Local News

New development taking a hit in Cary

Posted October 16, 2008 5:23 p.m. EDT
Updated October 16, 2008 11:28 p.m. EDT

— New development in Cary – where the number of new homes soared from 2005 to 2007 – is taking a direct hit from the economic decline.

Last year, plans for more than 4,000 residential units were submitted. This year's monthly average of 131 home permits is much lower than the last two years. In 2007, the town issued 193 and in 2006, 164.

"Right now, we're seeing a slowdown," Cary Mayor Harold Weinbrecht said. "That's OK. It allows us to do a lot of things, including catching up on our infrastructure."

But some developers say all the blame shouldn't be put on the economy.

"Certainly, the economy isn't helping anything, but what I consider to be exorbitant fees are just killing a lot of small builders and big builders," said Michael Dean Chadwick, who's been developing homes in Cary and the Triangle for the past 13 years.

In July, the Town Council raised impact fees – what developers pay to help cover growth costs – by 75 percent.

Compared with other areas in the Triangle, Chadwick says it is up to four times as much in Cary.

"(Cary's fees) can be $15,000 to $20,000 in the building permit process before you ever stick a shovel in the ground," he said. "And that's a tremendous burden on a lot of builders, right now."

Weinbrecht, however, said impact fees are playing a small part in the slowdown of development.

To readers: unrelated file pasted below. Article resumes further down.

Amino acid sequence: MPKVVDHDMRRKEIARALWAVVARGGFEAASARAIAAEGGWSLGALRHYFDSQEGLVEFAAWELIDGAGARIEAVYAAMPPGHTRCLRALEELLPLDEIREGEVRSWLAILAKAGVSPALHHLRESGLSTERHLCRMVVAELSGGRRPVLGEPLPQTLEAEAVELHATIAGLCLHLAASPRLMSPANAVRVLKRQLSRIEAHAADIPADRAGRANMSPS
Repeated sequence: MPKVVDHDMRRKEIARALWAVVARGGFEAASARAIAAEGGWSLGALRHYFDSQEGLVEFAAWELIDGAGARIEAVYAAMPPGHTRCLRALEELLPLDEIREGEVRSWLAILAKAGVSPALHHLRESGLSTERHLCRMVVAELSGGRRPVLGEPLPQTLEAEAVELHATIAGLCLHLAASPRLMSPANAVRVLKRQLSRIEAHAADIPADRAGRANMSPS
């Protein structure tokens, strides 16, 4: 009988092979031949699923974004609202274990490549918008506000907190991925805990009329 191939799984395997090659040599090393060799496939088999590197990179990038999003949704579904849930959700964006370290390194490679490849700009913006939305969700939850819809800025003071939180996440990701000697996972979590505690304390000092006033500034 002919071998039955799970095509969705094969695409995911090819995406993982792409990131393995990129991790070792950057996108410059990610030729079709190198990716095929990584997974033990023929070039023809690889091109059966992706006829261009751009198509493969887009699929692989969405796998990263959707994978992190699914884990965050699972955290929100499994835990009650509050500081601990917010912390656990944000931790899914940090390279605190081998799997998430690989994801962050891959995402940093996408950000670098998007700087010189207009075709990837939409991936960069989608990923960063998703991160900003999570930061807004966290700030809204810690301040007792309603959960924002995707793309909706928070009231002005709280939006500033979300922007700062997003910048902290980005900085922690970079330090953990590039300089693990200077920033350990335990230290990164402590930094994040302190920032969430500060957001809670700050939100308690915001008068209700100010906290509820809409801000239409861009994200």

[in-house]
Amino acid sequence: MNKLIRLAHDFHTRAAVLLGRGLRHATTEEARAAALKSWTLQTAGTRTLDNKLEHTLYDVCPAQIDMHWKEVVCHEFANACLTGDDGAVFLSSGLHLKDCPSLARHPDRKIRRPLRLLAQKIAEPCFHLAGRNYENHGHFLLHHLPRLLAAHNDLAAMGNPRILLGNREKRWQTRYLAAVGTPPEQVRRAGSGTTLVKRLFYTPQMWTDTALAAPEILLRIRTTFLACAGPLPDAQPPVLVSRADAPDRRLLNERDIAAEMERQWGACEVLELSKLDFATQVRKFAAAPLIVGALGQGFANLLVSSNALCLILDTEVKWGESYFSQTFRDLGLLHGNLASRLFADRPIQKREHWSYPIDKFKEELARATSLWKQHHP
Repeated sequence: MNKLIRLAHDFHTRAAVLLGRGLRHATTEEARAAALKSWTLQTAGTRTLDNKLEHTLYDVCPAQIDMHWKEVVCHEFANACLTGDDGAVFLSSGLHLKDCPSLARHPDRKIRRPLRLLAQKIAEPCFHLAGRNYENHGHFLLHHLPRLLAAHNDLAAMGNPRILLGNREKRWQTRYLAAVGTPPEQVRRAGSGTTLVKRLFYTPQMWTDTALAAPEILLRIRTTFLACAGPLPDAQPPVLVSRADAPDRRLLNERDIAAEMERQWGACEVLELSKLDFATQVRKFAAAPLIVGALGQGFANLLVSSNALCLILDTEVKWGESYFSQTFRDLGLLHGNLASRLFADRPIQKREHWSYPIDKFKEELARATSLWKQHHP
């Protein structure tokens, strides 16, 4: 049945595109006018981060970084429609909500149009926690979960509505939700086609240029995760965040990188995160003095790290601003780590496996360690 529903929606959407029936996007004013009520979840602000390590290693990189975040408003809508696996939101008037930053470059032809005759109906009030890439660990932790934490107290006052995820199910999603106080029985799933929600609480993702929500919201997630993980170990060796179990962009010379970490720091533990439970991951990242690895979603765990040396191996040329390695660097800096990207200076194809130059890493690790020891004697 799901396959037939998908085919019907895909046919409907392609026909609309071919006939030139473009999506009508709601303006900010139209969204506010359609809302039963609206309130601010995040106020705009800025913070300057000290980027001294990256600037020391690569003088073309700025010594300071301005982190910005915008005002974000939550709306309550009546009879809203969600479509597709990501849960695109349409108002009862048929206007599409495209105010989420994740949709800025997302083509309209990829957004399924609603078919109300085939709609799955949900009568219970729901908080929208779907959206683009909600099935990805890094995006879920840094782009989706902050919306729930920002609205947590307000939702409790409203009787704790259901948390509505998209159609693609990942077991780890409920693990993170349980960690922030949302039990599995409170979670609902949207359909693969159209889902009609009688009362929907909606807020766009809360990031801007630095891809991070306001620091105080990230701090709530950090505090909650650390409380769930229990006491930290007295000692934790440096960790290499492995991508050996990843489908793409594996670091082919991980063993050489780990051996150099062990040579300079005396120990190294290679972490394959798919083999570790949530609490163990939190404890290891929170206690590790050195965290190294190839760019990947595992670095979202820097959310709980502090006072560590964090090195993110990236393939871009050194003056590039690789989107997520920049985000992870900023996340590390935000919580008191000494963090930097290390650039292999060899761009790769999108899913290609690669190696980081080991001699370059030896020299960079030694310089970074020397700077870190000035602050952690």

"In the whole scheme of things, it's just a small percentage of the cost of development," Weinbrecht said. "I think the biggest indicators are the economy and the ability to borrow money."

Fewer new homes would eventually reduce tax base revenues, but budget officials say it might not be felt until the next fiscal year.

Commercial development is also slowing in Cary. Plans were submitted for 3.1 million square feet of non-residential space last year. This year, fewer than 1 million square feet were proposed.

Weinbrecht says he does not expect the economic viability to negatively affect the town's operational budget.

"I don't think we'll have to make major adjustments," he said. "The only adjustments would come if the economy remains unstable through January or February."

Cary plans to sell approximately $35 million worth of bonds in Spring 2009 for its capital projects, such as a planned downtown street scape. Town officials say they don't anticipate problems selling them.